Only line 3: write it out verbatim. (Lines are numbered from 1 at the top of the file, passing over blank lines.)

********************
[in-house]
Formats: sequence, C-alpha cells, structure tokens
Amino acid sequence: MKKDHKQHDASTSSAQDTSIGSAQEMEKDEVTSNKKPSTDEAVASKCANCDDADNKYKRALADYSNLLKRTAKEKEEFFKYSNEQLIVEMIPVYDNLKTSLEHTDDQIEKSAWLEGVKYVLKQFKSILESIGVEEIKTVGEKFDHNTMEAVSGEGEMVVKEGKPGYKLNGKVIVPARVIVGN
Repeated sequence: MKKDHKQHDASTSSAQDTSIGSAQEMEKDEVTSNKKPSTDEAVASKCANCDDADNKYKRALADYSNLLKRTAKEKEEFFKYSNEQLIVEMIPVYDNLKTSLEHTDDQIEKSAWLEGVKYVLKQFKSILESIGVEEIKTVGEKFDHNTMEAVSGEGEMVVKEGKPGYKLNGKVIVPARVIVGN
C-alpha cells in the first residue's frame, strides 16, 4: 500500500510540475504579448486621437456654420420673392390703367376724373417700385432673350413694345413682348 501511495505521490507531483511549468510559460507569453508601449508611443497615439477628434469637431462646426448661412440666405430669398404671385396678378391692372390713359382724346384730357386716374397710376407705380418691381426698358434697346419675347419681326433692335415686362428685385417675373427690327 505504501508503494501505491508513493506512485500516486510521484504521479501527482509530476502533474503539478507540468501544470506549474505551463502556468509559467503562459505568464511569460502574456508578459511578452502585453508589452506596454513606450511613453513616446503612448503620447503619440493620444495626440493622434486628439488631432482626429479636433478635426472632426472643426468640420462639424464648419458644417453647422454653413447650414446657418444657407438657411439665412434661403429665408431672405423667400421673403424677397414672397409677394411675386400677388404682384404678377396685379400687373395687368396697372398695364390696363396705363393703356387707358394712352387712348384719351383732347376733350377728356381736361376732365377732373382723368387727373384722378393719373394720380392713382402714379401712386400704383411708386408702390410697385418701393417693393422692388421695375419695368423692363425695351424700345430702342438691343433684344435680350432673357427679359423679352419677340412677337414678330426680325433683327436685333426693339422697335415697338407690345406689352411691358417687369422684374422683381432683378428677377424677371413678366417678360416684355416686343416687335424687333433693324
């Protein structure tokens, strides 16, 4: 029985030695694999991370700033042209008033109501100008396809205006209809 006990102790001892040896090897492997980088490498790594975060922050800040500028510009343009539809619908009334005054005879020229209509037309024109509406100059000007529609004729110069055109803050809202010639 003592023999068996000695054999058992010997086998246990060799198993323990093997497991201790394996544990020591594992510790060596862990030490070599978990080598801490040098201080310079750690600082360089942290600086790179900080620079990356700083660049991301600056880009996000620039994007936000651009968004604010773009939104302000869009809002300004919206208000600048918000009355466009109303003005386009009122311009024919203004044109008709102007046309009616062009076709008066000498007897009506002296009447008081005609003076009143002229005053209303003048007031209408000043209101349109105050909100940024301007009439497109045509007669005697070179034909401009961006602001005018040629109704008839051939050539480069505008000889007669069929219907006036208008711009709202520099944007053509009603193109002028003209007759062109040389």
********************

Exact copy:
Amino acid sequence: MKKDHKQHDASTSSAQDTSIGSAQEMEKDEVTSNKKPSTDEAVASKCANCDDADNKYKRALADYSNLLKRTAKEKEEFFKYSNEQLIVEMIPVYDNLKTSLEHTDDQIEKSAWLEGVKYVLKQFKSILESIGVEEIKTVGEKFDHNTMEAVSGEGEMVVKEGKPGYKLNGKVIVPARVIVGN